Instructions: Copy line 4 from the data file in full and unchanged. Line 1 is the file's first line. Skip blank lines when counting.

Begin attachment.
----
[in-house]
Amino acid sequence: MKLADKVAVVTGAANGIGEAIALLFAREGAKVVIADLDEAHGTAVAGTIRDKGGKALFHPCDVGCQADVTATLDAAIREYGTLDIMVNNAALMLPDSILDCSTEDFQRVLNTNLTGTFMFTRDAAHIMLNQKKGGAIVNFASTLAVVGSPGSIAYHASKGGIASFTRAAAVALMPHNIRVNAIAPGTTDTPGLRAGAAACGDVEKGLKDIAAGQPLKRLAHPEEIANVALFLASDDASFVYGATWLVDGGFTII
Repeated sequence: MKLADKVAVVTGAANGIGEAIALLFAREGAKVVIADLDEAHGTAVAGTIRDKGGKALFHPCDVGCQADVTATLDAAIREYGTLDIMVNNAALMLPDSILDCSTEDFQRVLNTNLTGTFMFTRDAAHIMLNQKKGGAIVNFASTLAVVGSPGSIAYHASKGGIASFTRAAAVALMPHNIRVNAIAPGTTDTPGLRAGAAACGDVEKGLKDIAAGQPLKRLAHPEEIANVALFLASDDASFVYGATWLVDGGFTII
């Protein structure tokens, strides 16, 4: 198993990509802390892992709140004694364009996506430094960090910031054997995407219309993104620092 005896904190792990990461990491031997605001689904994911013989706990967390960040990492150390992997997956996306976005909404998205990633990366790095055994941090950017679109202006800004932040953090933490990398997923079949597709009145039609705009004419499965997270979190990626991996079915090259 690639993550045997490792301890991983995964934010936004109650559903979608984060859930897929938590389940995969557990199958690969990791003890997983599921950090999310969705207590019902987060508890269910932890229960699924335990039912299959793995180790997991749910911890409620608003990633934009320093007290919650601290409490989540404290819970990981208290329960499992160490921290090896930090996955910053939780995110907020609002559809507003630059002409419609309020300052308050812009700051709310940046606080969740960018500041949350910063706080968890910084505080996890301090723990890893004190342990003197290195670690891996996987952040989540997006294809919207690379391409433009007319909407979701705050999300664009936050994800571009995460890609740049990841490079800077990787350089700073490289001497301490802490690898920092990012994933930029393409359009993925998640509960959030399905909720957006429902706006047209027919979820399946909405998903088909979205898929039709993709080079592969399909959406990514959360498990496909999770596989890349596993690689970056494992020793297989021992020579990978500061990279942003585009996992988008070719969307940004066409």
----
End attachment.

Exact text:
């Protein structure tokens, strides 16, 4: 198993990509802390892992709140004694364009996506430094960090910031054997995407219309993104620092 005896904190792990990461990491031997605001689904994911013989706990967390960040990492150390992997997956996306976005909404998205990633990366790095055994941090950017679109202006800004932040953090933490990398997923079949597709009145039609705009004419499965997270979190990626991996079915090259 690639993550045997490792301890991983995964934010936004109650559903979608984060859930897929938590389940995969557990199958690969990791003890997983599921950090999310969705207590019902987060508890269910932890229960699924335990039912299959793995180790997991749910911890409620608003990633934009320093007290919650601290409490989540404290819970990981208290329960499992160490921290090896930090996955910053939780995110907020609002559809507003630059002409419609309020300052308050812009700051709310940046606080969740960018500041949350910063706080968890910084505080996890301090723990890893004190342990003197290195670690891996996987952040989540997006294809919207690379391409433009007319909407979701705050999300664009936050994800571009995460890609740049990841490079800077990787350089700073490289001497301490802490690898920092990012994933930029393409359009993925998640509960959030399905909720957006429902706006047209027919979820399946909405998903088909979205898929039709993709080079592969399909959406990514959360498990496909999770596989890349596993690689970056494992020793297989021992020579990978500061990279942003585009996992988008070719969307940004066409």